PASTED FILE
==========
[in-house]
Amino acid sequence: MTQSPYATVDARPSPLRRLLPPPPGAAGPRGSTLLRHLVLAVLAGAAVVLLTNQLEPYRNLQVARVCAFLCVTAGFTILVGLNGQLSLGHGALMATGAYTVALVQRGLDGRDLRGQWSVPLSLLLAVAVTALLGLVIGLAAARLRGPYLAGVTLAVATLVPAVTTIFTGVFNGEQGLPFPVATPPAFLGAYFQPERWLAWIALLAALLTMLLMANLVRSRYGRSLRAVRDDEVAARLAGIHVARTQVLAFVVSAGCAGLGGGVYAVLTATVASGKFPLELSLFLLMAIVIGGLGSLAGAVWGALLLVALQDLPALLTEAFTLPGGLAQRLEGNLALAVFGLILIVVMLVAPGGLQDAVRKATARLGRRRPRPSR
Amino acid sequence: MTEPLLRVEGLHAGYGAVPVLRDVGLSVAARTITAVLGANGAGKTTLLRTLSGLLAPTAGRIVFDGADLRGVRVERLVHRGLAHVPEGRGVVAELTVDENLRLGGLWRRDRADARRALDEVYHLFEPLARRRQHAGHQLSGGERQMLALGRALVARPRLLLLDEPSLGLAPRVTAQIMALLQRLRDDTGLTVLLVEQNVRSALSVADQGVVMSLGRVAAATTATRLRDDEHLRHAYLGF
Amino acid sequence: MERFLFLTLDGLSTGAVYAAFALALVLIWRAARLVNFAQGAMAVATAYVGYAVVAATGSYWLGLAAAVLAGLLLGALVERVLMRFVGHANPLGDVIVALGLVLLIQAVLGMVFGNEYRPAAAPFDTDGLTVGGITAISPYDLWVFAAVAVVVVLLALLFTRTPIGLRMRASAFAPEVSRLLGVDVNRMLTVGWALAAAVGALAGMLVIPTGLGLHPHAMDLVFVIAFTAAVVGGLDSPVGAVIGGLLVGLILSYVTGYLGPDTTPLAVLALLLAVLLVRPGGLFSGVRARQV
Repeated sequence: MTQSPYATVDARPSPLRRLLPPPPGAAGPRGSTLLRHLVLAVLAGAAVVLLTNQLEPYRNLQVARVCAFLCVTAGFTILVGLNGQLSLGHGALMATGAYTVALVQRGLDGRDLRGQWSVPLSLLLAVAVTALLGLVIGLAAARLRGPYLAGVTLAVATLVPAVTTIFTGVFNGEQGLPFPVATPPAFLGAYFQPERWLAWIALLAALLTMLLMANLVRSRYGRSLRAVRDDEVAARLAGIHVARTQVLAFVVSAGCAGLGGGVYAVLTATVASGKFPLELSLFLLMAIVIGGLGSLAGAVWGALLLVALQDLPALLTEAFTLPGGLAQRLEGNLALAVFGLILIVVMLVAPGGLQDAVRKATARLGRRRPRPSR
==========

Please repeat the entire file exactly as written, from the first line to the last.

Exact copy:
[in-house]
Amino acid sequence: MTQSPYATVDARPSPLRRLLPPPPGAAGPRGSTLLRHLVLAVLAGAAVVLLTNQLEPYRNLQVARVCAFLCVTAGFTILVGLNGQLSLGHGALMATGAYTVALVQRGLDGRDLRGQWSVPLSLLLAVAVTALLGLVIGLAAARLRGPYLAGVTLAVATLVPAVTTIFTGVFNGEQGLPFPVATPPAFLGAYFQPERWLAWIALLAALLTMLLMANLVRSRYGRSLRAVRDDEVAARLAGIHVARTQVLAFVVSAGCAGLGGGVYAVLTATVASGKFPLELSLFLLMAIVIGGLGSLAGAVWGALLLVALQDLPALLTEAFTLPGGLAQRLEGNLALAVFGLILIVVMLVAPGGLQDAVRKATARLGRRRPRPSR
Amino acid sequence: MTEPLLRVEGLHAGYGAVPVLRDVGLSVAARTITAVLGANGAGKTTLLRTLSGLLAPTAGRIVFDGADLRGVRVERLVHRGLAHVPEGRGVVAELTVDENLRLGGLWRRDRADARRALDEVYHLFEPLARRRQHAGHQLSGGERQMLALGRALVARPRLLLLDEPSLGLAPRVTAQIMALLQRLRDDTGLTVLLVEQNVRSALSVADQGVVMSLGRVAAATTATRLRDDEHLRHAYLGF
Amino acid sequence: MERFLFLTLDGLSTGAVYAAFALALVLIWRAARLVNFAQGAMAVATAYVGYAVVAATGSYWLGLAAAVLAGLLLGALVERVLMRFVGHANPLGDVIVALGLVLLIQAVLGMVFGNEYRPAAAPFDTDGLTVGGITAISPYDLWVFAAVAVVVVLLALLFTRTPIGLRMRASAFAPEVSRLLGVDVNRMLTVGWALAAAVGALAGMLVIPTGLGLHPHAMDLVFVIAFTAAVVGGLDSPVGAVIGGLLVGLILSYVTGYLGPDTTPLAVLALLLAVLLVRPGGLFSGVRARQV
Repeated sequence: MTQSPYATVDARPSPLRRLLPPPPGAAGPRGSTLLRHLVLAVLAGAAVVLLTNQLEPYRNLQVARVCAFLCVTAGFTILVGLNGQLSLGHGALMATGAYTVALVQRGLDGRDLRGQWSVPLSLLLAVAVTALLGLVIGLAAARLRGPYLAGVTLAVATLVPAVTTIFTGVFNGEQGLPFPVATPPAFLGAYFQPERWLAWIALLAALLTMLLMANLVRSRYGRSLRAVRDDEVAARLAGIHVARTQVLAFVVSAGCAGLGGGVYAVLTATVASGKFPLELSLFLLMAIVIGGLGSLAGAVWGALLLVALQDLPALLTEAFTLPGGLAQRLEGNLALAVFGLILIVVMLVAPGGLQDAVRKATARLGRRRPRPSR